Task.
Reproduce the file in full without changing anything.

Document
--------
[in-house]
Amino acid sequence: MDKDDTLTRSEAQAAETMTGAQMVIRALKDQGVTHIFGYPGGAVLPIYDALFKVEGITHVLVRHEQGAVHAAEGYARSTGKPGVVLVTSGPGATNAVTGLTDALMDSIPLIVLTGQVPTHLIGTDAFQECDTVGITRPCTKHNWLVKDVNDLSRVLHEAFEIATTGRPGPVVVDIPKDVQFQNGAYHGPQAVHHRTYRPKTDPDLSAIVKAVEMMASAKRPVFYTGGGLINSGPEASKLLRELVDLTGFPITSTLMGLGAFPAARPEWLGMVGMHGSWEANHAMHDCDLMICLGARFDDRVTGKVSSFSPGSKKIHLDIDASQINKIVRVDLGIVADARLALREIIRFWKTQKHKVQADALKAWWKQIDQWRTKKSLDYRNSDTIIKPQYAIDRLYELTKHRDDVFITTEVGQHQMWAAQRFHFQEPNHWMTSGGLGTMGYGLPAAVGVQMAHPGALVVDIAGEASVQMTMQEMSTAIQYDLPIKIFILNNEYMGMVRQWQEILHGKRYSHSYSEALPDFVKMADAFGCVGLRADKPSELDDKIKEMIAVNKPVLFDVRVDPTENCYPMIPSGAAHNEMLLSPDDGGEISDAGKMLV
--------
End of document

[in-house]
Amino acid sequence: MDKDDTLTRSEAQAAETMTGAQMVIRALKDQGVTHIFGYPGGAVLPIYDALFKVEGITHVLVRHEQGAVHAAEGYARSTGKPGVVLVTSGPGATNAVTGLTDALMDSIPLIVLTGQVPTHLIGTDAFQECDTVGITRPCTKHNWLVKDVNDLSRVLHEAFEIATTGRPGPVVVDIPKDVQFQNGAYHGPQAVHHRTYRPKTDPDLSAIVKAVEMMASAKRPVFYTGGGLINSGPEASKLLRELVDLTGFPITSTLMGLGAFPAARPEWLGMVGMHGSWEANHAMHDCDLMICLGARFDDRVTGKVSSFSPGSKKIHLDIDASQINKIVRVDLGIVADARLALREIIRFWKTQKHKVQADALKAWWKQIDQWRTKKSLDYRNSDTIIKPQYAIDRLYELTKHRDDVFITTEVGQHQMWAAQRFHFQEPNHWMTSGGLGTMGYGLPAAVGVQMAHPGALVVDIAGEASVQMTMQEMSTAIQYDLPIKIFILNNEYMGMVRQWQEILHGKRYSHSYSEALPDFVKMADAFGCVGLRADKPSELDDKIKEMIAVNKPVLFDVRVDPTENCYPMIPSGAAHNEMLLSPDDGGEISDAGKMLV